Worker bled to death with severed ankle in recycling machinery incident, court hears

The court heard Norman Butler, 60, died from blood loss after his ankle was severed. Credit: Media Wales

A dad-of-three bled to death after his ankle was severed by machinery at the plant where he worked due to "shockingly bad" safety procedures, a court has heard.

The recycling plant where Norman Butler, 60, "died from a loss of blood" after a baling machine accident is now facing a safety charge, Mold Crown Court heard.

The boss of Recycle Cymru Ltd (RCL) Stephen Jones, 60, denies the manslaughter of his employee, Mr Butler, by gross negligence.

Described as having "shockingly bad" safety procedures in place, the court heard Jones didn't have the machine's 78-page safety manual and allegedly lied to a health and safety inspector the day before the accident.

The jury heard Mr Butler, of Prestatyn, had only worked for the firm for a month before the incident, with his job requiring him to collect cardboard waste and put it into bales.

RCL boss Stephen Jones denies the manslaughter of his employee by gross negligence.

Prosecutor Craig Hassall QC explained on 30 November 2017 the father-of-three collected waste cardboard and drove it to RCL for 4pm.

Cardboard would be dropped into a hopper container 11ft off the ground, down a chute and into the bailing machine to be crushed into squares of bales, the court heard.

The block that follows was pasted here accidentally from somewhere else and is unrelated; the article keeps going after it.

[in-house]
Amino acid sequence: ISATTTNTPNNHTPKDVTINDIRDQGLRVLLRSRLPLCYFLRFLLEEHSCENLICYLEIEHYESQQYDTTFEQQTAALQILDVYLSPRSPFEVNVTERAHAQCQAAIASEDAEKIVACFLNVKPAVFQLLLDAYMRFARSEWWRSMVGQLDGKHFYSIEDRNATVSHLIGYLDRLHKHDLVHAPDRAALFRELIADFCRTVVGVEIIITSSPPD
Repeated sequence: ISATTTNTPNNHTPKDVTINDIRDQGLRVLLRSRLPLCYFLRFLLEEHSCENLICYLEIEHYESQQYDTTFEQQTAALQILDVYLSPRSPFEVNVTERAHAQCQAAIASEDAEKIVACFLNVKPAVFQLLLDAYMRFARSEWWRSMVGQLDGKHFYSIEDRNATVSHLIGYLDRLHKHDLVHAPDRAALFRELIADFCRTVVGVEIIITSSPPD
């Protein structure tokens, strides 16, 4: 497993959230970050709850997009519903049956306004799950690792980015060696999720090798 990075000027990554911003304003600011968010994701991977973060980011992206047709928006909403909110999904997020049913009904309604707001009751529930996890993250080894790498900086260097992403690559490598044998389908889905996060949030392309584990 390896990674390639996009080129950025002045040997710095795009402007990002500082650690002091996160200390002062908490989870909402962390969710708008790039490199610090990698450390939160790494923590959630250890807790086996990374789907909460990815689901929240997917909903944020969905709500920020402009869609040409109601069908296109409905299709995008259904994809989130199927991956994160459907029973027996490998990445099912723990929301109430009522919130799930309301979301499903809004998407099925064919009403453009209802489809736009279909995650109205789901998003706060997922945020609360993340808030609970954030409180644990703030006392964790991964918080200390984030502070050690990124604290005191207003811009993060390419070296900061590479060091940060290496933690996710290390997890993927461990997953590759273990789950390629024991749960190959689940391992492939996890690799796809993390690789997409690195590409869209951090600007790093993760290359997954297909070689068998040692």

But the court heard that due to blockages at times, staff including the managing director would walk up to the conveyor belt to unblock it - sometimes "jumping" up and down on the hopper whilst attached to a rope on a ceiling beam.

Witness Paul King said he arrived at 7:18pm and saw Mr Butler's van and the baling machine on. He then noticed blood leaking from the machine.

He explained: "I opened the side door of the chute. Mr Butler was trapped inside. I realised he was dead." He then called an ambulance.

Prosecutor Mr Hassall listed alleged safety failings by Jones and his firm, claiming he didn't have the safety manual for the baling machine nor carry out adequate training or supervision.

The jury heard how Mr Butler had only worked for the firm for about a month before the incidient.

The factory floor was "chaotic and cluttered" and safety was "shockingly bad", Mr Hassall said.

The prosecutor also claimed Jones lied to a Health and Safety Executive inspector, who coincidentally arrived to do a spot check the day before the fatal incident, by claiming he was the only person at the company to operate its baling and sorting machine, he claimed.

Jones, of Llanerch Road West, Rhos-on-Sea, claims he spotted Mr Butler on the A55 that day but thought he would simply park his vehicle at RCL and not continue working alone, because he had allegedly been told not to.

The prosecution said it was "irrelevant if Mr Butler made an error of judgement himself".

Jones denies manslaughter by unlawfully killing Norman Butler due to gross negligence in that as managing director he owed him a duty of care as an employee.

He is also accused of failing to ensure that he was adequately trained to operate the baler, there were safety systems, that employees did not climb the conveyor belt (to clear blockages), that falling into the baler was guarded against and that Mr Butler did not work alone.

The prosecution claim these breaches of his duty of care were "substantially" the cause of Mr Butler's death.

Jones and Recycle Cymru Ltd deny the offences. The trial, which is expected to last for up to two weeks, continues.